"Values" statements



Small Business
PLAR and small business: what difference can it make?

Susan Simosko
Graham Debling

As owners of small businesses and contributors to several networks of small businesses around the world, we know that prior learning assessment and recognition (PLAR) has an important role to play in the development and ultimate success of these enterprises. PLAR has the potential to bring many benefits to employees and to companies as a whole. We also know that there are significant hurdles that must be overcome before an increasing number of small businesses across Canada can make optimum use of PLAR.


In common with many larger businesses, we recognize that our most valuable asset is the people who work with us and for us. Nothing is more important. Unlike many larger businesses, small businesses simply cannot survive unless everyone in the organization feels-and demonstrates-a strong commitment to the business goals, to meeting or exceeding the customers' or clients' needs and to developing a quality product or service on time, within budget, every time. In a small business, even small mistakes or errors can have serious implications. A few unhappy customers who don't return could cause cash flow problems, leading to difficulties in meeting the payroll and a need to lay people off. It could also create a demoralized environment, stifling creativity and innovation, the mainstays of most small enterprises.

Secondly, most employees of small businesses need to be multi-skilled and willing to learn new skills as the volume of work ebbs and flows, even if it does not change in character. Flexibility and adaptability are key.

For all of these reasons, individuals working in successful small businesses must feel good about themselves. They need to see themselves as active, confident learners, and they must be able to take responsibility for their own learning and development. To give their best, they need to feel truly valued as an integral part of the business team. They also need to have confidence in the other members of the business as vibrant problem solvers, willing learners and essential contributors to common goals.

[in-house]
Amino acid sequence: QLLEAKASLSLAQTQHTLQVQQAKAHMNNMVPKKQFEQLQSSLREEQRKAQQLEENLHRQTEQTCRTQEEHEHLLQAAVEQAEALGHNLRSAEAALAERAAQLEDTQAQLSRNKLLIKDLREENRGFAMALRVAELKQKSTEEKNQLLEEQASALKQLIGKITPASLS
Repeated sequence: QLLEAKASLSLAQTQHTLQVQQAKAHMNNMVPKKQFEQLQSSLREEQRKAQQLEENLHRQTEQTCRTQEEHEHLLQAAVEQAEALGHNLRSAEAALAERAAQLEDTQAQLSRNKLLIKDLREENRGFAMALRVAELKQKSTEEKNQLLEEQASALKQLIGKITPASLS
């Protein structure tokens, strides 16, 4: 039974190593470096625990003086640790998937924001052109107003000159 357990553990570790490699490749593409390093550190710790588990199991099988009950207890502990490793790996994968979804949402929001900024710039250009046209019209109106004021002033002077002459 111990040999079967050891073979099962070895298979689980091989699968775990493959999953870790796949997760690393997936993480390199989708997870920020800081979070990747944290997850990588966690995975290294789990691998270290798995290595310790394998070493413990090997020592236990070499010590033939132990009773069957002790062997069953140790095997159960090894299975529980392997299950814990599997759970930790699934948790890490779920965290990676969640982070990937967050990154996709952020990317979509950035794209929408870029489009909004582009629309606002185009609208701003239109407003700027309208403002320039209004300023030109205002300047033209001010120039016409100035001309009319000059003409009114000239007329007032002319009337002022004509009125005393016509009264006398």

In our experience PLAR supports all of this. PLAR, with its emphasis on self-assessment, immediately conveys to employees that what they know and can do is important. It indicates that each employee has an intrinsic worth that can be recognized not only by the business but also often beyond. The recognition that individuals achieve through PLAR is a source of deep pride that promotes enhanced self-confidence and esteem.

PLAR also acknowledges the importance of learning. Although learning and assessment is at the core of our respective businesses, we know that we often do not take time to recognize our employees' learning achievements. PLAR allows us to do this in a very direct way.

The process of preparing for assessment is also critical to the development of employees because it requires self-direction, analysis and sound decision-making. In the better programs it also fosters collaboration with assessors and other learners. We need all of these abilities to ensure the success of our business. In other words, the very process of PLAR serves to reinforce those traits we most want to cultivate in each and every one of our employees-and in one another!

Finally, supporting our employees to seek new credentials through PLAR enables us to reward them in ways often more significant than their pay cheques. It allows us to recognize their valued contribution to our businesses, to celebrate their successes and explore with them new ways to apply their skills, knowledge and personal abilities to the development of the business and beyond. There is considerable evidence that valued employees are less likely to leave. PLAR is an important tool for helping employees feel valued by the business and supporting them to see their own value to the organization by promoting their personal development and career mobility.